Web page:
Keep abortion gag rule out of health clinics, doctors say Regulation to prevent women from getting abortion information called "bad medicine."

November 15, 1991|By Sue Miller | Sue Miller,Evening Sun Staff

Labeling as "bad medicine" a gag rule that would slash the federal funding of health clinics that even mention abortion as a patient option, Maryland medical experts have called on the state's congressional delegation to once again help squash it.

Legislation to block the gag regulations was passed by a wide margin last week but President Bush is expected to veto the bill. The gag rule was imposed by the U.S. Department of Health and Human Services.

"We're sending a strong message to the . . . delegation to once again work to override the president's promised veto," Dr. David A. Nagey, director of maternal-fetal medicine at the University of Maryland School of Medicine, said yesterday.

Nagey spoke for a group of experts from UM and Johns Hopkins University, independent social workers and midwives.

If a Bush veto holds up, Nagey said, he will be forced to practice "bad medicine" or violate the regulation.

"Title 10 funds have never been used for abortions," Nagey said. "In fact, each year these funds help prevent 1.2 million unintended pregnancies nationwide and over 1,200 unwanted Maryland pregnancies."

He and the others at a news conference at the People's Community Health Center on Greenmount Avenue, -- one of 95 health centers whose funding is threatened -- agreed that the "real issues" are:

* Discrimination against 100,000 poor women -- a third minorities -- who will get incomplete information while affluent women still will be able to learn about options.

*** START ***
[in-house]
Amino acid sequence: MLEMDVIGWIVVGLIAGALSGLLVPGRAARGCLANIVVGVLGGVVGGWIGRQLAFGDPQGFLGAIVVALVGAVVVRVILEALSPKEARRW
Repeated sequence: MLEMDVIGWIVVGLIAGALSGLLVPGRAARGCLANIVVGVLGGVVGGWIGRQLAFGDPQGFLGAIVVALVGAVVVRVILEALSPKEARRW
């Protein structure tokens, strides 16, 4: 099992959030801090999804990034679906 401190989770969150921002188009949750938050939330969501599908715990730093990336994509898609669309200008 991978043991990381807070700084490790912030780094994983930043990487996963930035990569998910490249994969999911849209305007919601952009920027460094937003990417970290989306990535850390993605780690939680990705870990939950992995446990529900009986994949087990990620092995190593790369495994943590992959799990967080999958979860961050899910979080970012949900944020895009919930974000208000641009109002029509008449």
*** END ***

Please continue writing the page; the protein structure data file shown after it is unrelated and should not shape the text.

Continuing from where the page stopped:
* Malpractice, since health workers would be forced to disregard medical ethics.

* Government intrusion into lives of women and doctor-patient relationships.

Anna Osztreicher, administrator at the Western Center for Women's Health Care at the University of Maryland at Baltimore, said she cannot accept "ideologically driven ideas" interfering with her practice.

"We see HIV-infected pregnant women in the clinic," she said. "Suppose I don't tell this patient that, since there is a 30 percent chance her baby might also develop the HIV infection, she might want to consider abortion. Suppose she has the baby and it becomes HIV-infected. Then, I could be sued."

Dr. Melvin Stern, of the Maryland Chapter of the American Academy of Pediatricians, said, "The fundamental issue here is one of censorship of the relationship between a physician and his patient. Regulating us to withhold information is certainly very unethical [and] it's probably illegal."

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